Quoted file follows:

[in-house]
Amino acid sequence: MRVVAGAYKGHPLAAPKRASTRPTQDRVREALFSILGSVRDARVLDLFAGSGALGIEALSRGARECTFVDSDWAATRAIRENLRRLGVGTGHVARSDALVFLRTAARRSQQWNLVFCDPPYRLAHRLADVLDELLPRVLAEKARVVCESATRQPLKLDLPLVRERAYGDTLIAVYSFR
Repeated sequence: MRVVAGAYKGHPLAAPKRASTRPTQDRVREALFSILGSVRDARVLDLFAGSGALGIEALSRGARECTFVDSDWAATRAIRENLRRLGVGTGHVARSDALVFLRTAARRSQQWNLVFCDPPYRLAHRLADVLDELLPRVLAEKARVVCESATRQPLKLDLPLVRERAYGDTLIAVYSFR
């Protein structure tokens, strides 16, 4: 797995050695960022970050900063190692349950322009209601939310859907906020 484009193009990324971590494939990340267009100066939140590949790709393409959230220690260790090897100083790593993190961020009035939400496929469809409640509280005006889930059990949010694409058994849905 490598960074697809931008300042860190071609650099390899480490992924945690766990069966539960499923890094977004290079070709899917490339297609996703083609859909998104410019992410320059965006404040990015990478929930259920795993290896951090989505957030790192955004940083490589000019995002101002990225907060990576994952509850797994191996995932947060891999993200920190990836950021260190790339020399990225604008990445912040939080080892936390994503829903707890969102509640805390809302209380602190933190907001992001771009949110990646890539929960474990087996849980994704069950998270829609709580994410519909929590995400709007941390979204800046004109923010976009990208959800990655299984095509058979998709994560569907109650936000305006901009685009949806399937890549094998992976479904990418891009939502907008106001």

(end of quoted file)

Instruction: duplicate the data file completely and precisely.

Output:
[in-house]
Amino acid sequence: MRVVAGAYKGHPLAAPKRASTRPTQDRVREALFSILGSVRDARVLDLFAGSGALGIEALSRGARECTFVDSDWAATRAIRENLRRLGVGTGHVARSDALVFLRTAARRSQQWNLVFCDPPYRLAHRLADVLDELLPRVLAEKARVVCESATRQPLKLDLPLVRERAYGDTLIAVYSFR
Repeated sequence: MRVVAGAYKGHPLAAPKRASTRPTQDRVREALFSILGSVRDARVLDLFAGSGALGIEALSRGARECTFVDSDWAATRAIRENLRRLGVGTGHVARSDALVFLRTAARRSQQWNLVFCDPPYRLAHRLADVLDELLPRVLAEKARVVCESATRQPLKLDLPLVRERAYGDTLIAVYSFR
């Protein structure tokens, strides 16, 4: 797995050695960022970050900063190692349950322009209601939310859907906020 484009193009990324971590494939990340267009100066939140590949790709393409959230220690260790090897100083790593993190961020009035939400496929469809409640509280005006889930059990949010694409058994849905 490598960074697809931008300042860190071609650099390899480490992924945690766990069966539960499923890094977004290079070709899917490339297609996703083609859909998104410019992410320059965006404040990015990478929930259920795993290896951090989505957030790192955004940083490589000019995002101002990225907060990576994952509850797994191996995932947060891999993200920190990836950021260190790339020399990225604008990445912040939080080892936390994503829903707890969102509640805390809302209380602190933190907001992001771009949110990646890539929960474990087996849980994704069950998270829609709580994410519909929590995400709007941390979204800046004109923010976009990208959800990655299984095509058979998709994560569907109650936000305006901009685009949806399937890549094998992976479904990418891009939502907008106001």